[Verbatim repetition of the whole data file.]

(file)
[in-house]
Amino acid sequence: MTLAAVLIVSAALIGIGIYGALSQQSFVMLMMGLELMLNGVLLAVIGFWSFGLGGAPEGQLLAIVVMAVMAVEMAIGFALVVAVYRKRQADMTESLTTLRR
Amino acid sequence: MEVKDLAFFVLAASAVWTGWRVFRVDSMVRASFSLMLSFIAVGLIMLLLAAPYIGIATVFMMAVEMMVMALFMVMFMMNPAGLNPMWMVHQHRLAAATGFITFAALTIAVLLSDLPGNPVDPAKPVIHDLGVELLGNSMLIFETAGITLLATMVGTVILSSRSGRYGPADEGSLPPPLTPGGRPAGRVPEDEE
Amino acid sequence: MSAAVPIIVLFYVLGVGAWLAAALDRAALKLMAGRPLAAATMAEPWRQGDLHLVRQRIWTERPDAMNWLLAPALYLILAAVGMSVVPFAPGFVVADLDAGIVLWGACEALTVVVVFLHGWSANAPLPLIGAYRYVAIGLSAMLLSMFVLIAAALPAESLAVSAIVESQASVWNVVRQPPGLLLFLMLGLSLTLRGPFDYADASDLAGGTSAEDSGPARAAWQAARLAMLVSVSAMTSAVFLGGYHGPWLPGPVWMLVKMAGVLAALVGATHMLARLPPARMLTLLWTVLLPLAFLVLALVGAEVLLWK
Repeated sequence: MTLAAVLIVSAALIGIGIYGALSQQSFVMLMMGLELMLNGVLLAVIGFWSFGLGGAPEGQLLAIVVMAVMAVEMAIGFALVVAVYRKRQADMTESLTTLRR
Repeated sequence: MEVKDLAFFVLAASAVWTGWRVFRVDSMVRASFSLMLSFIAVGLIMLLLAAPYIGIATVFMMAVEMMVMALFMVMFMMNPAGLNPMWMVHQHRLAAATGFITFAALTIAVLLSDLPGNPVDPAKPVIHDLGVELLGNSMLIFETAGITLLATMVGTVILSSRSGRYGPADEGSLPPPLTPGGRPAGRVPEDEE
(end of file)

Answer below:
[in-house]
Amino acid sequence: MTLAAVLIVSAALIGIGIYGALSQQSFVMLMMGLELMLNGVLLAVIGFWSFGLGGAPEGQLLAIVVMAVMAVEMAIGFALVVAVYRKRQADMTESLTTLRR
Amino acid sequence: MEVKDLAFFVLAASAVWTGWRVFRVDSMVRASFSLMLSFIAVGLIMLLLAAPYIGIATVFMMAVEMMVMALFMVMFMMNPAGLNPMWMVHQHRLAAATGFITFAALTIAVLLSDLPGNPVDPAKPVIHDLGVELLGNSMLIFETAGITLLATMVGTVILSSRSGRYGPADEGSLPPPLTPGGRPAGRVPEDEE
Amino acid sequence: MSAAVPIIVLFYVLGVGAWLAAALDRAALKLMAGRPLAAATMAEPWRQGDLHLVRQRIWTERPDAMNWLLAPALYLILAAVGMSVVPFAPGFVVADLDAGIVLWGACEALTVVVVFLHGWSANAPLPLIGAYRYVAIGLSAMLLSMFVLIAAALPAESLAVSAIVESQASVWNVVRQPPGLLLFLMLGLSLTLRGPFDYADASDLAGGTSAEDSGPARAAWQAARLAMLVSVSAMTSAVFLGGYHGPWLPGPVWMLVKMAGVLAALVGATHMLARLPPARMLTLLWTVLLPLAFLVLALVGAEVLLWK
Repeated sequence: MTLAAVLIVSAALIGIGIYGALSQQSFVMLMMGLELMLNGVLLAVIGFWSFGLGGAPEGQLLAIVVMAVMAVEMAIGFALVVAVYRKRQADMTESLTTLRR
Repeated sequence: MEVKDLAFFVLAASAVWTGWRVFRVDSMVRASFSLMLSFIAVGLIMLLLAAPYIGIATVFMMAVEMMVMALFMVMFMMNPAGLNPMWMVHQHRLAAATGFITFAALTIAVLLSDLPGNPVDPAKPVIHDLGVELLGNSMLIFETAGITLLATMVGTVILSSRSGRYGPADEGSLPPPLTPGGRPAGRVPEDEE